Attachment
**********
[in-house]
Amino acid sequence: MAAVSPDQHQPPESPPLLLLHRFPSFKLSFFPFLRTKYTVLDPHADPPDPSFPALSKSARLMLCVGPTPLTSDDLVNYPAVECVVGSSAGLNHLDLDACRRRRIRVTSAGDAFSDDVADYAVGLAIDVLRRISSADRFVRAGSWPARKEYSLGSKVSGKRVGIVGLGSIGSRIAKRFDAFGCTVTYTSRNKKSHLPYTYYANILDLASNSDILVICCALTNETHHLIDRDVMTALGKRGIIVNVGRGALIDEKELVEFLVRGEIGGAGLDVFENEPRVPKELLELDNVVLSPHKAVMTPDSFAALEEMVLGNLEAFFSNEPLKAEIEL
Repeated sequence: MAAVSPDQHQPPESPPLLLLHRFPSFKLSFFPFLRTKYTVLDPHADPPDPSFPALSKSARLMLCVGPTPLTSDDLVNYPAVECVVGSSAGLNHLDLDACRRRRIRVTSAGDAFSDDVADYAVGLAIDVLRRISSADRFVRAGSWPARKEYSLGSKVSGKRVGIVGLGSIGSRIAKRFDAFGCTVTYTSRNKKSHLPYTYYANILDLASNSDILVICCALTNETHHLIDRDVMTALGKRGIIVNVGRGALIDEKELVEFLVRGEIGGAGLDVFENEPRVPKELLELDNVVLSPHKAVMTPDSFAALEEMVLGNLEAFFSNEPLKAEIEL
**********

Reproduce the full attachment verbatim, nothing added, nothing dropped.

[in-house]
Amino acid sequence: MAAVSPDQHQPPESPPLLLLHRFPSFKLSFFPFLRTKYTVLDPHADPPDPSFPALSKSARLMLCVGPTPLTSDDLVNYPAVECVVGSSAGLNHLDLDACRRRRIRVTSAGDAFSDDVADYAVGLAIDVLRRISSADRFVRAGSWPARKEYSLGSKVSGKRVGIVGLGSIGSRIAKRFDAFGCTVTYTSRNKKSHLPYTYYANILDLASNSDILVICCALTNETHHLIDRDVMTALGKRGIIVNVGRGALIDEKELVEFLVRGEIGGAGLDVFENEPRVPKELLELDNVVLSPHKAVMTPDSFAALEEMVLGNLEAFFSNEPLKAEIEL
Repeated sequence: MAAVSPDQHQPPESPPLLLLHRFPSFKLSFFPFLRTKYTVLDPHADPPDPSFPALSKSARLMLCVGPTPLTSDDLVNYPAVECVVGSSAGLNHLDLDACRRRRIRVTSAGDAFSDDVADYAVGLAIDVLRRISSADRFVRAGSWPARKEYSLGSKVSGKRVGIVGLGSIGSRIAKRFDAFGCTVTYTSRNKKSHLPYTYYANILDLASNSDILVICCALTNETHHLIDRDVMTALGKRGIIVNVGRGALIDEKELVEFLVRGEIGGAGLDVFENEPRVPKELLELDNVVLSPHKAVMTPDSFAALEEMVLGNLEAFFSNEPLKAEIEL